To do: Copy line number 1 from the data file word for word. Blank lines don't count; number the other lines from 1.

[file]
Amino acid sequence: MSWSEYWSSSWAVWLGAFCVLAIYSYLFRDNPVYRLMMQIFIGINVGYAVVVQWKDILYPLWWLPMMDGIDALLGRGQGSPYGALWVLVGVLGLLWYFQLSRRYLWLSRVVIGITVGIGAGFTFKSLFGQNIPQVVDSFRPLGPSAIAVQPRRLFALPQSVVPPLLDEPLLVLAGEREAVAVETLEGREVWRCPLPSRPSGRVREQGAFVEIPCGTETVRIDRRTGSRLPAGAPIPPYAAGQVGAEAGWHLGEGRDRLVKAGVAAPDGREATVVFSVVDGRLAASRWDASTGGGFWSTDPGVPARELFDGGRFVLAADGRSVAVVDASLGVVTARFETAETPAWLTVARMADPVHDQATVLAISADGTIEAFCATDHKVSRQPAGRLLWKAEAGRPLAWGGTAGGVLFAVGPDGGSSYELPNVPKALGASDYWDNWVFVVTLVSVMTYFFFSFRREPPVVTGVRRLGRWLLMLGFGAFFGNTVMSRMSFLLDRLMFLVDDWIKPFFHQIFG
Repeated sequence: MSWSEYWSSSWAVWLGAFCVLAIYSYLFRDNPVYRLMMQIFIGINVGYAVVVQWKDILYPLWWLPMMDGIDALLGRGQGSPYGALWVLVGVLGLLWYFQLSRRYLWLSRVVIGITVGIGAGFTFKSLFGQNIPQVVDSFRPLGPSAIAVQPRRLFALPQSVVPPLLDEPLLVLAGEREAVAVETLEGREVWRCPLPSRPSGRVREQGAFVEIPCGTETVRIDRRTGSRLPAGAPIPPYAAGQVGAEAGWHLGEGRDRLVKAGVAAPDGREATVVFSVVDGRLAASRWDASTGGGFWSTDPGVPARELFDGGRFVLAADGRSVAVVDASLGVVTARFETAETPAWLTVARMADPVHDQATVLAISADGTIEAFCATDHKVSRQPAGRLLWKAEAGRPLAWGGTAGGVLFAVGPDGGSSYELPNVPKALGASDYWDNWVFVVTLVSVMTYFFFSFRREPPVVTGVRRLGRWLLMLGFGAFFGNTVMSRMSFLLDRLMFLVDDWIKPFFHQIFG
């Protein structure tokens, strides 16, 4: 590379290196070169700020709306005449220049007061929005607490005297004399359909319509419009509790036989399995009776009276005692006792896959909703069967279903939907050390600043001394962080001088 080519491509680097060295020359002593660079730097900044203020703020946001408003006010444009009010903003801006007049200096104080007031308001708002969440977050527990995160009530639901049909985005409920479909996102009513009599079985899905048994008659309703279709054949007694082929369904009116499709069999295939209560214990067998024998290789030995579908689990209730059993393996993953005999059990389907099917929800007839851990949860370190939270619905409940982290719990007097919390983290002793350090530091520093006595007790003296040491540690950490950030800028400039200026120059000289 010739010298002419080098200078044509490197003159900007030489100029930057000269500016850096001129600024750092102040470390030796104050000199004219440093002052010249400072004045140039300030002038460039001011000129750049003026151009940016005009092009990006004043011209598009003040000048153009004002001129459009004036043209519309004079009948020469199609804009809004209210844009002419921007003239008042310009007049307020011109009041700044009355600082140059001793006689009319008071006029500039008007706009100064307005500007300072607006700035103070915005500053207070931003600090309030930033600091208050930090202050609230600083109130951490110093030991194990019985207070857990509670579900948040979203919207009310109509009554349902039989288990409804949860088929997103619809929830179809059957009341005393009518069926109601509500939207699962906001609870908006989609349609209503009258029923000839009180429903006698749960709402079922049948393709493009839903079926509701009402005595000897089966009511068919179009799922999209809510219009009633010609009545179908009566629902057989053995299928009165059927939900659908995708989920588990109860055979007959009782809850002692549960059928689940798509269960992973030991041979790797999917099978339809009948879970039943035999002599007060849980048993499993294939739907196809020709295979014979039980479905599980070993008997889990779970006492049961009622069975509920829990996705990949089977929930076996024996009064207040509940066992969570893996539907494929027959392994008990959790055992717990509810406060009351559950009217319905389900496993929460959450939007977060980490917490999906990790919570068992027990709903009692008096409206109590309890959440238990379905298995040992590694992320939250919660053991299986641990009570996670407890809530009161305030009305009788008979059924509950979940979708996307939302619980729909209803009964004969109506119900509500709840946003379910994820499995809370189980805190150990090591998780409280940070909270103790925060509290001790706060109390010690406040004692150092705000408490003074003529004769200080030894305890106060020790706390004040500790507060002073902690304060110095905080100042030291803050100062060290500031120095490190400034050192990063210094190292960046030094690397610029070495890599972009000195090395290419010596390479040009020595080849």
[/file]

Amino acid sequence: MSWSEYWSSSWAVWLGAFCVLAIYSYLFRDNPVYRLMMQIFIGINVGYAVVVQWKDILYPLWWLPMMDGIDALLGRGQGSPYGALWVLVGVLGLLWYFQLSRRYLWLSRVVIGITVGIGAGFTFKSLFGQNIPQVVDSFRPLGPSAIAVQPRRLFALPQSVVPPLLDEPLLVLAGEREAVAVETLEGREVWRCPLPSRPSGRVREQGAFVEIPCGTETVRIDRRTGSRLPAGAPIPPYAAGQVGAEAGWHLGEGRDRLVKAGVAAPDGREATVVFSVVDGRLAASRWDASTGGGFWSTDPGVPARELFDGGRFVLAADGRSVAVVDASLGVVTARFETAETPAWLTVARMADPVHDQATVLAISADGTIEAFCATDHKVSRQPAGRLLWKAEAGRPLAWGGTAGGVLFAVGPDGGSSYELPNVPKALGASDYWDNWVFVVTLVSVMTYFFFSFRREPPVVTGVRRLGRWLLMLGFGAFFGNTVMSRMSFLLDRLMFLVDDWIKPFFHQIFG